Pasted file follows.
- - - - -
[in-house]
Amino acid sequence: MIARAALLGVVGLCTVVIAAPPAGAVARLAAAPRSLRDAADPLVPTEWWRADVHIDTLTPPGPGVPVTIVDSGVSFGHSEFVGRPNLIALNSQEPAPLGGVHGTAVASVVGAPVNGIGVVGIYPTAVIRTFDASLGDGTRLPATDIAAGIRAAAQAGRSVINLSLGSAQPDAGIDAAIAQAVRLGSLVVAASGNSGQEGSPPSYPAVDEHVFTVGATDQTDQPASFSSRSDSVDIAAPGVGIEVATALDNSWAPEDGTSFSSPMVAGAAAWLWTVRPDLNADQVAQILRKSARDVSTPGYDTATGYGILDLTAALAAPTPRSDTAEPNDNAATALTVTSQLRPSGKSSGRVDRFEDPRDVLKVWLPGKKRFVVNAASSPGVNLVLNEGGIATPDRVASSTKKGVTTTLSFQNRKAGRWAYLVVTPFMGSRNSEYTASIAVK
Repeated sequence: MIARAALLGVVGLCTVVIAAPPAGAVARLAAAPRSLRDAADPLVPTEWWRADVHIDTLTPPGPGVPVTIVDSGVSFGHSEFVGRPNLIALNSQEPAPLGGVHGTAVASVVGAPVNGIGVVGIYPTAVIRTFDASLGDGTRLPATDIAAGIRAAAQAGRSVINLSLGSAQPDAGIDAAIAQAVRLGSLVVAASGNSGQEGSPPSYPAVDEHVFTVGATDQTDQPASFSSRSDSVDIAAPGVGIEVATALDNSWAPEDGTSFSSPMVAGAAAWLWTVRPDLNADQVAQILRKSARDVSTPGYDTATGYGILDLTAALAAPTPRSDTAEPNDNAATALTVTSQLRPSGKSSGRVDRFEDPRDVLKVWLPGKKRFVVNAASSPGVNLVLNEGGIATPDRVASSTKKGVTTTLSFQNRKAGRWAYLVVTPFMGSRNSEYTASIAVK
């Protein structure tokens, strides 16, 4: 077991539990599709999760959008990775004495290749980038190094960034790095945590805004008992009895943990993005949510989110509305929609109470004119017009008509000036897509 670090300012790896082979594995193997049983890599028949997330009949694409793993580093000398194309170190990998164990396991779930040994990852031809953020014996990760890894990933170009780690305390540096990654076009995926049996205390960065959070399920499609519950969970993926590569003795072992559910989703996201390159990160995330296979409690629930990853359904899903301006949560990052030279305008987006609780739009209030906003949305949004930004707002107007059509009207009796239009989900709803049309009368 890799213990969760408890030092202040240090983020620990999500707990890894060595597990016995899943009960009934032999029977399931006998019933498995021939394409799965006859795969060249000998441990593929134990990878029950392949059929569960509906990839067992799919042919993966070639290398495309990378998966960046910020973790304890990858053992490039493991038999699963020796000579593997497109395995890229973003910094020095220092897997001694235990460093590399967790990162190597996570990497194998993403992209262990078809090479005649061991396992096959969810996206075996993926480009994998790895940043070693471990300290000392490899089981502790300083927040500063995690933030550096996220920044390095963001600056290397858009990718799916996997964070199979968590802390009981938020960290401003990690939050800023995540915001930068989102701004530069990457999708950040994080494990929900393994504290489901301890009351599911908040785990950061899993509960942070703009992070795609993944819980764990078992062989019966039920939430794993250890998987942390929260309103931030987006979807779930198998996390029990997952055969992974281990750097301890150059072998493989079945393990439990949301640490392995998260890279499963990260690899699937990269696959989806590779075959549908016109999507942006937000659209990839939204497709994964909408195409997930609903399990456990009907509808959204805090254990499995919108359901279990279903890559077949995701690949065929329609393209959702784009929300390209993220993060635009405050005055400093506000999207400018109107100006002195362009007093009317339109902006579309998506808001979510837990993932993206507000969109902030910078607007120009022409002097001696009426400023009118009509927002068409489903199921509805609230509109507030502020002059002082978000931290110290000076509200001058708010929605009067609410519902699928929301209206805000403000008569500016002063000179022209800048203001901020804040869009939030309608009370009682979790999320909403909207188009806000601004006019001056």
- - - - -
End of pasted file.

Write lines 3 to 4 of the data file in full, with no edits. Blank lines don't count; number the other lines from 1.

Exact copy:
Repeated sequence: MIARAALLGVVGLCTVVIAAPPAGAVARLAAAPRSLRDAADPLVPTEWWRADVHIDTLTPPGPGVPVTIVDSGVSFGHSEFVGRPNLIALNSQEPAPLGGVHGTAVASVVGAPVNGIGVVGIYPTAVIRTFDASLGDGTRLPATDIAAGIRAAAQAGRSVINLSLGSAQPDAGIDAAIAQAVRLGSLVVAASGNSGQEGSPPSYPAVDEHVFTVGATDQTDQPASFSSRSDSVDIAAPGVGIEVATALDNSWAPEDGTSFSSPMVAGAAAWLWTVRPDLNADQVAQILRKSARDVSTPGYDTATGYGILDLTAALAAPTPRSDTAEPNDNAATALTVTSQLRPSGKSSGRVDRFEDPRDVLKVWLPGKKRFVVNAASSPGVNLVLNEGGIATPDRVASSTKKGVTTTLSFQNRKAGRWAYLVVTPFMGSRNSEYTASIAVK
């Protein structure tokens, strides 16, 4: 077991539990599709999760959008990775004495290749980038190094960034790095945590805004008992009895943990993005949510989110509305929609109470004119017009008509000036897509 670090300012790896082979594995193997049983890599028949997330009949694409793993580093000398194309170190990998164990396991779930040994990852031809953020014996990760890894990933170009780690305390540096990654076009995926049996205390960065959070399920499609519950969970993926590569003795072992559910989703996201390159990160995330296979409690629930990853359904899903301006949560990052030279305008987006609780739009209030906003949305949004930004707002107007059509009207009796239009989900709803049309009368 890799213990969760408890030092202040240090983020620990999500707990890894060595597990016995899943009960009934032999029977399931006998019933498995021939394409799965006859795969060249000998441990593929134990990878029950392949059929569960509906990839067992799919042919993966070639290398495309990378998966960046910020973790304890990858053992490039493991038999699963020796000579593997497109395995890229973003910094020095220092897997001694235990460093590399967790990162190597996570990497194998993403992209262990078809090479005649061991396992096959969810996206075996993926480009994998790895940043070693471990300290000392490899089981502790300083927040500063995690933030550096996220920044390095963001600056290397858009990718799916996997964070199979968590802390009981938020960290401003990690939050800023995540915001930068989102701004530069990457999708950040994080494990929900393994504290489901301890009351599911908040785990950061899993509960942070703009992070795609993944819980764990078992062989019966039920939430794993250890998987942390929260309103931030987006979807779930198998996390029990997952055969992974281990750097301890150059072998493989079945393990439990949301640490392995998260890279499963990260690899699937990269696959989806590779075959549908016109999507942006937000659209990839939204497709994964909408195409997930609903399990456990009907509808959204805090254990499995919108359901279990279903890559077949995701690949065929329609393209959702784009929300390209993220993060635009405050005055400093506000999207400018109107100006002195362009007093009317339109902006579309998506808001979510837990993932993206507000969109902030910078607007120009022409002097001696009426400023009118009509927002068409489903199921509805609230509109507030502020002059002082978000931290110290000076509200001058708010929605009067609410519902699928929301209206805000403000008569500016002063000179022209800048203001901020804040869009939030309608009370009682979790999320909403909207188009806000601004006019001056």